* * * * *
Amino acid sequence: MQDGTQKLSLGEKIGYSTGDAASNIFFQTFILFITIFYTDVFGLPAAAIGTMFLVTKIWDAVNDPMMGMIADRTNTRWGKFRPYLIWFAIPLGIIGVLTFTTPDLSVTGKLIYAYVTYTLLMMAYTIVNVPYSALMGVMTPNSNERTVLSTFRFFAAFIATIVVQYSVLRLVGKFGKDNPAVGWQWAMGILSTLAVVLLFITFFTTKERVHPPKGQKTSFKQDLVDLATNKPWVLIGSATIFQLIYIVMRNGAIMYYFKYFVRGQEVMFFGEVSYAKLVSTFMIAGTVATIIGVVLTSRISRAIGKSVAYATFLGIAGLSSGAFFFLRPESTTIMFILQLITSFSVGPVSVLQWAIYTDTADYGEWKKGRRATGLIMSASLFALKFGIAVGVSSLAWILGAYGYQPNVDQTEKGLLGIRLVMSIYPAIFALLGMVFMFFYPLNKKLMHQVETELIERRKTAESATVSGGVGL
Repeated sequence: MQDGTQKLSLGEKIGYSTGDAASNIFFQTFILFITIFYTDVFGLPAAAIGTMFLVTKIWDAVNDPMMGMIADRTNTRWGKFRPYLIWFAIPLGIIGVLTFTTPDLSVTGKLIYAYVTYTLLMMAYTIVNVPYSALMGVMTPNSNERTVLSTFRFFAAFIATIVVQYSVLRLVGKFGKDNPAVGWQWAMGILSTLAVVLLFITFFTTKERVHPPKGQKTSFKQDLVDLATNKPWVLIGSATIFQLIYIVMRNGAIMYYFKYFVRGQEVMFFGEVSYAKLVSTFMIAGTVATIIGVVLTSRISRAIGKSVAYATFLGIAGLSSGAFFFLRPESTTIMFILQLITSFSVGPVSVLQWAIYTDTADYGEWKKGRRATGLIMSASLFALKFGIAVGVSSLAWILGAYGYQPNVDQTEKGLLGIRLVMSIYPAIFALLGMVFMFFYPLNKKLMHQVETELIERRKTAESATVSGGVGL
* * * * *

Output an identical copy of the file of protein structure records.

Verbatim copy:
Amino acid sequence: MQDGTQKLSLGEKIGYSTGDAASNIFFQTFILFITIFYTDVFGLPAAAIGTMFLVTKIWDAVNDPMMGMIADRTNTRWGKFRPYLIWFAIPLGIIGVLTFTTPDLSVTGKLIYAYVTYTLLMMAYTIVNVPYSALMGVMTPNSNERTVLSTFRFFAAFIATIVVQYSVLRLVGKFGKDNPAVGWQWAMGILSTLAVVLLFITFFTTKERVHPPKGQKTSFKQDLVDLATNKPWVLIGSATIFQLIYIVMRNGAIMYYFKYFVRGQEVMFFGEVSYAKLVSTFMIAGTVATIIGVVLTSRISRAIGKSVAYATFLGIAGLSSGAFFFLRPESTTIMFILQLITSFSVGPVSVLQWAIYTDTADYGEWKKGRRATGLIMSASLFALKFGIAVGVSSLAWILGAYGYQPNVDQTEKGLLGIRLVMSIYPAIFALLGMVFMFFYPLNKKLMHQVETELIERRKTAESATVSGGVGL
Repeated sequence: MQDGTQKLSLGEKIGYSTGDAASNIFFQTFILFITIFYTDVFGLPAAAIGTMFLVTKIWDAVNDPMMGMIADRTNTRWGKFRPYLIWFAIPLGIIGVLTFTTPDLSVTGKLIYAYVTYTLLMMAYTIVNVPYSALMGVMTPNSNERTVLSTFRFFAAFIATIVVQYSVLRLVGKFGKDNPAVGWQWAMGILSTLAVVLLFITFFTTKERVHPPKGQKTSFKQDLVDLATNKPWVLIGSATIFQLIYIVMRNGAIMYYFKYFVRGQEVMFFGEVSYAKLVSTFMIAGTVATIIGVVLTSRISRAIGKSVAYATFLGIAGLSSGAFFFLRPESTTIMFILQLITSFSVGPVSVLQWAIYTDTADYGEWKKGRRATGLIMSASLFALKFGIAVGVSSLAWILGAYGYQPNVDQTEKGLLGIRLVMSIYPAIFALLGMVFMFFYPLNKKLMHQVETELIERRKTAESATVSGGVGL